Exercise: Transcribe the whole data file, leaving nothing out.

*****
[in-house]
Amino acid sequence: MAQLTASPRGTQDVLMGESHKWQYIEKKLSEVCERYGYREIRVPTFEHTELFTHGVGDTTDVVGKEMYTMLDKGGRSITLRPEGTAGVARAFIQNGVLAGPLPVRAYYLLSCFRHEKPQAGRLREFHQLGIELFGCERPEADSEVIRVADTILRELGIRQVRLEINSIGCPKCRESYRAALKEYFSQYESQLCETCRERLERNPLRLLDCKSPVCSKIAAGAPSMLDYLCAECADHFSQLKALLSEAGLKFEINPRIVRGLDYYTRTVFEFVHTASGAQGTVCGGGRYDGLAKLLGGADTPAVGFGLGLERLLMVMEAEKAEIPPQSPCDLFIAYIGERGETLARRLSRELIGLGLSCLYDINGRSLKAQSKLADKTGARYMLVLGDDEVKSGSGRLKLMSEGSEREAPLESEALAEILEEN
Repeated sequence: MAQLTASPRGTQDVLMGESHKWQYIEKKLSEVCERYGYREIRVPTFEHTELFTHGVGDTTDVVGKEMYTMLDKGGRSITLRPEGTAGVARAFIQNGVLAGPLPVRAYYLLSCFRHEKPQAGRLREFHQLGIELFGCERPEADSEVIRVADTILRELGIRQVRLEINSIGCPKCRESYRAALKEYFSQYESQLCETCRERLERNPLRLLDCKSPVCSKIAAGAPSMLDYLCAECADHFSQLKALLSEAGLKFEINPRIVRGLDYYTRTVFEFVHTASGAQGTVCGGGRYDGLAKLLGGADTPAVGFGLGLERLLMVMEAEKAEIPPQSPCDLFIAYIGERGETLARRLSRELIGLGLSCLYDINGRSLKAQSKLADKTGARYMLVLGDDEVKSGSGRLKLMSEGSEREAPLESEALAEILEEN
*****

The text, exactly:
[in-house]
Amino acid sequence: MAQLTASPRGTQDVLMGESHKWQYIEKKLSEVCERYGYREIRVPTFEHTELFTHGVGDTTDVVGKEMYTMLDKGGRSITLRPEGTAGVARAFIQNGVLAGPLPVRAYYLLSCFRHEKPQAGRLREFHQLGIELFGCERPEADSEVIRVADTILRELGIRQVRLEINSIGCPKCRESYRAALKEYFSQYESQLCETCRERLERNPLRLLDCKSPVCSKIAAGAPSMLDYLCAECADHFSQLKALLSEAGLKFEINPRIVRGLDYYTRTVFEFVHTASGAQGTVCGGGRYDGLAKLLGGADTPAVGFGLGLERLLMVMEAEKAEIPPQSPCDLFIAYIGERGETLARRLSRELIGLGLSCLYDINGRSLKAQSKLADKTGARYMLVLGDDEVKSGSGRLKLMSEGSEREAPLESEALAEILEEN
Repeated sequence: MAQLTASPRGTQDVLMGESHKWQYIEKKLSEVCERYGYREIRVPTFEHTELFTHGVGDTTDVVGKEMYTMLDKGGRSITLRPEGTAGVARAFIQNGVLAGPLPVRAYYLLSCFRHEKPQAGRLREFHQLGIELFGCERPEADSEVIRVADTILRELGIRQVRLEINSIGCPKCRESYRAALKEYFSQYESQLCETCRERLERNPLRLLDCKSPVCSKIAAGAPSMLDYLCAECADHFSQLKALLSEAGLKFEINPRIVRGLDYYTRTVFEFVHTASGAQGTVCGGGRYDGLAKLLGGADTPAVGFGLGLERLLMVMEAEKAEIPPQSPCDLFIAYIGERGETLARRLSRELIGLGLSCLYDINGRSLKAQSKLADKTGARYMLVLGDDEVKSGSGRLKLMSEGSEREAPLESEALAEILEEN